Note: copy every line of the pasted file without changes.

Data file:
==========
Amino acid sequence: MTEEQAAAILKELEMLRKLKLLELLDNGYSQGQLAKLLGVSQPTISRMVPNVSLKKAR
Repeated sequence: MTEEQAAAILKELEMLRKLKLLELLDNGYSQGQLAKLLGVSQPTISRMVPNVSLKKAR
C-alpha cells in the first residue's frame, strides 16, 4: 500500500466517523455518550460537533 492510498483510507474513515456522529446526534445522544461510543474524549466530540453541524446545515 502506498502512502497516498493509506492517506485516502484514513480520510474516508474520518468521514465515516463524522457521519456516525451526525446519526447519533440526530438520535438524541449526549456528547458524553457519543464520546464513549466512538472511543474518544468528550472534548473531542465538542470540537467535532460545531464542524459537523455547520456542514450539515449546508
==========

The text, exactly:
Amino acid sequence: MTEEQAAAILKELEMLRKLKLLELLDNGYSQGQLAKLLGVSQPTISRMVPNVSLKKAR
Repeated sequence: MTEEQAAAILKELEMLRKLKLLELLDNGYSQGQLAKLLGVSQPTISRMVPNVSLKKAR
C-alpha cells in the first residue's frame, strides 16, 4: 500500500466517523455518550460537533 492510498483510507474513515456522529446526534445522544461510543474524549466530540453541524446545515 502506498502512502497516498493509506492517506485516502484514513480520510474516508474520518468521514465515516463524522457521519456516525451526525446519526447519533440526530438520535438524541449526549456528547458524553457519543464520546464513549466512538472511543474518544468528550472534548473531542465538542470540537467535532460545531464542524459537523455547520456542514450539515449546508